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EU urges Croatia, Serbia to reconcile

27 November 2012, 00:15 CET
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(ZAGREB) - EU Enlargement Commissioner Stefan Fuele on Monday urged Croatia and Serbia to settle their disputes over war crimes after their relations hit the lowest point since the end of the 1991-1995 conflict.

"I believe that... politicians on both sides will find the way out (and) would contribute to cooling down the emotions and work to the benefit of the whole region, the benefit of reconciliation," Fuele told reporters in the Croatian capital, Zagreb.

The relations between the two former foes, which had gradually improved during the past several years, began to deteriorate when Serbian nationalist leader Tomislav Nikolic was elected president in May.

They dramatically worsened earlier this month when a UN war crimes court cleared on appeal two Croatian generals -- Ante Gotovina and Mladen Markac.

The two were intially convicted and sentenced to 24 and 18 years in jail respectively for the murder of 324 Serbs and the forced displacement of 90,000 others during and after an operation that ended the 1991-1995 war in Croatia.

Unlike in Croatia, where the generals are considered heroes and their acquittal was celebrated, in Serbia the verdict was condemned by groups as diverse as extreme-right nationalists, liberal left-wingers and human rights activists.

Remarks by Nikolic in an interview earlier Monday further fuelled the rift between Belgrade and Zagreb.

"It is not going well with Croatia," Nikolic told Serbian daily Kurir.

"Croatians know that the crime committed in the (August 1995) operation Storm is awful, but they still celebrate that no one was convicted. They are a nation on a wrong path," he said.

Croatian President Ivo Josipovic immediately responded that such statements "do not contribute to reconciliation."

"The situation should be cooled down and once Nikolic changes his rhetoric, conditions will be met for mutual meetings," Josipovic told Croatian national radio.

But Nikolic said his Croatian counterpart wanted "us to talk -- me as the president of a nation which has committed crimes, and him as the president of a nation which has not been convicted of anything."

Croatia's proclamation of independence from the former Yugoslavia sparked the war with Belgrade-backed rebel Serbs who opposed the move.


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Relations: Croatia - Serbia

Posted by antun buterin at 30 November 2012, 15:14 CET
The main problem is that a lot of Serbs still feel they are the victims. Unlike Germany after WWII, Serbia is still not ready to apologize for trying to occupy Croatia and Bosnia&Hercegovina in the 90's.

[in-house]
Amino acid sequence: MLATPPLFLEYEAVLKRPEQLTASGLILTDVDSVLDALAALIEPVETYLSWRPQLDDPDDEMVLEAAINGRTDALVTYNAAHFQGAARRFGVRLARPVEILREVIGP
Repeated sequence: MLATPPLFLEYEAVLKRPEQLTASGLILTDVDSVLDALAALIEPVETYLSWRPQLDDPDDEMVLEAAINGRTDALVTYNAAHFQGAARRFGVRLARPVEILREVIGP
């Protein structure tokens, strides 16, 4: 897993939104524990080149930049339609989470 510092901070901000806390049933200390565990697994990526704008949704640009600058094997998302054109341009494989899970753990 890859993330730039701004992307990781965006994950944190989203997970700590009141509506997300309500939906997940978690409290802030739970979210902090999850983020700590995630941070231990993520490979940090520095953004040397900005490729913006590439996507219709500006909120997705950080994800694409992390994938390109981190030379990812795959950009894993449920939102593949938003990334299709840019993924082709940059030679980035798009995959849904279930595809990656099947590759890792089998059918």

One sincerely hopes that one sunny day in the near future Serbs will finally look to their past and admit: Yes, we were wrong! Yes, we attacked Croatia because we wanted to occupy Croatia. No, Croatia did not attack Serbia nor any Serbian city. Serbia bombed Zagreb, Split, Sibenik, Zadar, Dubrovnik, Osijek, Varazdin, Sisak, Karlovac, VUKOVAR and almost every other Croatian city. Not a single bomb from Croatia EVER fell on Serbian soil, not a single Croatian soldier EVER came to any Serbian city".
This is the most important thing of all. When Serbia eventually realize that, when they admit Croatia had every right to defend itself and has the right to celebrate its liberation (Operation Storm), than we can be neighbours. Not friends, but neighbours with respect for each other.

Croatia, Serbia to reconcile

Posted by rosstaylor2440 at 03 December 2012, 11:37 CET
Agreed Serbians still feel that they are the victims. Serbia is not ready to apologize for trying to occupy Croatia and Bosnia&Hercegovina in the past 90's. We can just hope that in future Serbians will admit it. Croatian President Ivo Josipovic responded that such statements do not contribute to reconciliation. Lets just hope Serbian's realize there mistakes and admit Croatia had every right to defend itself and has the right to celebrate its liberation.

Croatia, Serbia to reconcile

Posted by Stoyan Antonov at 18 December 2012, 21:29 CET
it is one bulgarian here - reading this opinions am puzzled somewhat - the yugoslavia's leader was josef broz tito - and he was croat, wasn't he? he is responsible for the murder of thousands of bulgarians in the present fyrom and for imposing after agreement with stalin and kominterna some "nasedonian nation" that saw yesterdays bulgarians beaten to change their ethnic origin, even killed' i have relatives from pirin macedonia and they know very well about that.
however i recognize serbst stall much foreign land - for example everybody can check with historical maps of serbia how small it was immediately after liberation from ottoman turks - serbis was just a small piece of land around belgrade.
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